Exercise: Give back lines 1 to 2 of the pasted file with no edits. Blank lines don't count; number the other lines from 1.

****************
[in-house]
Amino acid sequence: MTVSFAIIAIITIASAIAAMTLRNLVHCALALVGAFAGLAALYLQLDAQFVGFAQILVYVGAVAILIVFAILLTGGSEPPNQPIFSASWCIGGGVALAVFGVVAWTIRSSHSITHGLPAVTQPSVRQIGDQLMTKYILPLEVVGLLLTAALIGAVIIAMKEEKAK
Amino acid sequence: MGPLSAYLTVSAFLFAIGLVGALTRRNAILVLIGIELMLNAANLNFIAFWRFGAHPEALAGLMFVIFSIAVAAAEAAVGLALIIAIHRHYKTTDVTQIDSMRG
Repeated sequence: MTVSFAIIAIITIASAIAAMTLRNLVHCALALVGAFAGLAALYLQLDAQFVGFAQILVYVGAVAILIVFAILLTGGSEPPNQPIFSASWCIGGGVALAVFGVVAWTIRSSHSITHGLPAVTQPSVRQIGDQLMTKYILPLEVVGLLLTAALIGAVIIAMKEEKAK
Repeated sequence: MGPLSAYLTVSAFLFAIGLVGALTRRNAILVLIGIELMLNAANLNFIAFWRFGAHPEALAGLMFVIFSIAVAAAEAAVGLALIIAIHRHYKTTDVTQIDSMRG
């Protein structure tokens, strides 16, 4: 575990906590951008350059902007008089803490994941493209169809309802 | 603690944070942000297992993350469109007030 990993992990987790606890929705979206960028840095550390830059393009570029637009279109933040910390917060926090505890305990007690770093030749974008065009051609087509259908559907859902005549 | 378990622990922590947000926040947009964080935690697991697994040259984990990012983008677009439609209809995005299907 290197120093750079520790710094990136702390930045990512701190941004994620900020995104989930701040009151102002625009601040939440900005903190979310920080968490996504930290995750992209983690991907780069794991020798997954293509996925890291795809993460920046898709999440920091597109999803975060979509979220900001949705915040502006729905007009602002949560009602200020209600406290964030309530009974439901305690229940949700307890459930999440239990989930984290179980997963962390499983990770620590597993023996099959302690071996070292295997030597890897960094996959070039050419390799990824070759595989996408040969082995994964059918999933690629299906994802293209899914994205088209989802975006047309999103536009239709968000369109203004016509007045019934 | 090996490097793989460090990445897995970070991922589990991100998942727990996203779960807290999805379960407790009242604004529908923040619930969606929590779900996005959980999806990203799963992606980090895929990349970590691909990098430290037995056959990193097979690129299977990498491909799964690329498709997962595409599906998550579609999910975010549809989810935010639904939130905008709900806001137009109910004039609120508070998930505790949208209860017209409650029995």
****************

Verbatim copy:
[in-house]
Amino acid sequence: MTVSFAIIAIITIASAIAAMTLRNLVHCALALVGAFAGLAALYLQLDAQFVGFAQILVYVGAVAILIVFAILLTGGSEPPNQPIFSASWCIGGGVALAVFGVVAWTIRSSHSITHGLPAVTQPSVRQIGDQLMTKYILPLEVVGLLLTAALIGAVIIAMKEEKAK